Sidelined Jack Leach forced to stay patient on Windies tour as spin takes a back seat

West Indies

Jack Leach admits that his experience of spin-friendly conditions on last year’s England Lions tour of the Caribbean had led him to believe he would play a bigger role in the Test series against West Indies.

On a tour that has confounded pre-series expectations – with England proving ill-prepared to compete with a pumped-up West Indies pace attack on spicy pitches – Leach has gone from being the joint-leading wicket-taker in a series whitewash in Sri Lanka before Christmas, to drinks waiter in the Caribbean.

Leach had claimed 18 wickets at 21.38 in Sri Lanka in November – including his maiden five-wicket haul in Pallekele, and the whitewash-sealing wicket of Suranga Lakmal in the final match in Colombo – as England arrested a run of 10 overseas defeats in their previous 13 Tests by claiming an impressive 3-0 victory.

But his return to the sidelines has coincided with England’s reversion to type in Barbados and Antigua, where they were thrashed by 381 runs and ten wickets respectively to extend a record of just one series win in the Caribbean in 51 years.

“I’m four Tests into my career and it’s been two extremes,” Leach said. “That’s been interesting to experience, the highs and lows, and how more experienced players go about dealing with that. It’s about dusting yourself down to go again. That would be the main thing I have experienced.

“It’s been about helping the guys and learning as much as I can, working on my game to keep improving,” he added. “The results haven’t been good but I have been excited with what I have done with my own game. I don’t feel I have wasted time, I feel like I have made improvements, definitely. I have found I’ve been down after the defeats even though I’m not playing and that’s a real positive thing.”

With one Test remaining in the series, the scoreline of this latest tour is panning out much the same as Leach’s last trip to the Caribbean, a 3-0 defeat against West Indies A with the Lions last winter.

However, the method of England’s dismemberment has been markedly different. The Lions repeatedly succumbed to West Indian spinners 12 months ago, not least the slow left-armer Jomel Warrican, who claimed 11 wickets on a turning pitch in Antigua but – like Leach – has been an unused squad member throughout this year’s Test series.

The experience of that Lions trip almost certainly informed England’s selection for the first Test in Barbados, where Leach was the unlucky spinner to miss out as both Moeen Ali and Adil Rashid were chosen instead. Rashid went on to bowl just nine overs in England’s second innings, as it became clear that they had badly misread the conditions, and he was dropped in favour of Stuart Broad for Antigua.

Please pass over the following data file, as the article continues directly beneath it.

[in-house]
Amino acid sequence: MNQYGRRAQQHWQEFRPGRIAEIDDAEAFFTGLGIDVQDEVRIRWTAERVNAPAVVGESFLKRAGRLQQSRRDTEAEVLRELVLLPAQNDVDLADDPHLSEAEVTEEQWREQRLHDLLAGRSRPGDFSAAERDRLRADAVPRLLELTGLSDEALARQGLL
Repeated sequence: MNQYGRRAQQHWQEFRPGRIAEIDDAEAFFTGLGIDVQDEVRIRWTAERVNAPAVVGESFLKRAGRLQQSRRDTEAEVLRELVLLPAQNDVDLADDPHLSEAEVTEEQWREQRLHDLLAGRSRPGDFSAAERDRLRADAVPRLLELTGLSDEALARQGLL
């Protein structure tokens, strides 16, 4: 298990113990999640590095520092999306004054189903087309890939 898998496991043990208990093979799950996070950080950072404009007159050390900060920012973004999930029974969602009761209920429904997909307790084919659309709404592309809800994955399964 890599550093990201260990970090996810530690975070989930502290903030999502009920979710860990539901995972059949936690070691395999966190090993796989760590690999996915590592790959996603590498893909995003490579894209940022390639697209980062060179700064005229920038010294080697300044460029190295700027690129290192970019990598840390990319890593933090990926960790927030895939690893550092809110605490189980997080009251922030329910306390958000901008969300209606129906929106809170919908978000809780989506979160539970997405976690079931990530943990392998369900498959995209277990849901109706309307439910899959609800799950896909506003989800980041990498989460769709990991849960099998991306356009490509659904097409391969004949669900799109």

All of which has left Leach on the outside looking in, especially after Moeen bounced back from a grim display in the first Test with a half-century and three economical wickets in the second. The chances of him earning a berth in St Lucia seem remote.

“I’m ready to go but I was so impressed with Mo in Antigua,” Leach said. “We have a good relationship and his last game he bowled a serious spell and scored some runs – that showed great character after his game in Barbados. So for me he’s doing a great job and I’m learning a lot from him.

“With my role I have to be patient and know when I am going to be involved or not,” he added. “I came here last year on the A tour and it ragged square, so I came here thinking I’d be more involved. It just shows they can prepare whatever wickets they want here, I guess, and these two games I wouldn’t have expected to play.”

Leach admits that his situation on the England tour is not dissimilar to that of his Somerset team-mate, Dom Bess, in the County Championship. Bess showed great resolve in his maiden Test series against Pakistan last year – earning his selection after Leach broke his thumb early in the season – but, with English conditions rarely favouring one spinner in a side, let alone two, he has since admitted he may need to move counties to enhance his prospects of remaining in England contention.

“It’s a difficult situation,” Leach said. “I felt for Dom last year, from playing Test cricket, we were suddenly both in the second team. Then I was first team in the Championship and he was 12th man a lot. It’s very difficult.

“The thing with Dom is he’s young and spinners develop later. He can go away and play, and that could be good for his cricket, or he could stay and try to get past me as No.1 spinner, which could also push him further. There is that healthy competition, we help each other but know we’re both going for one spot at times.”

With the Antigua wicket reportedly under scrutiny from the ICC following the three-day finish to the second Test, Leach recognised a similar refrain to the one he and his Somerset team-mates have been hearing for several seasons now, given the uniquely spin-friendly conditions that prevail at Taunton.

“We look at spinning pitches negatively but, if it’s seaming around, we’re not too bothered,” he said. “That needs to be addressed, how they mark pitches. We need to challenge people to be better at cricket rather than complain about pitches.

“I think the surface at Antigua, we’d have not come up against it in county cricket – that might not be possible. I don’t know if that comes from the top, but I think it’s a big thing.

“There’s also very few times where you spend 150 overs in the field and it’s a batting paradise … then you’re looking to spin them out on the final day. So as much as I think spinning pitches are important, I think playing on flat ones is too.”

“You can’t do things you haven’t practised before. For me, we need players to experience different surfaces. It’s important to change attitudes. That would strengthen our international teams in years to come.”

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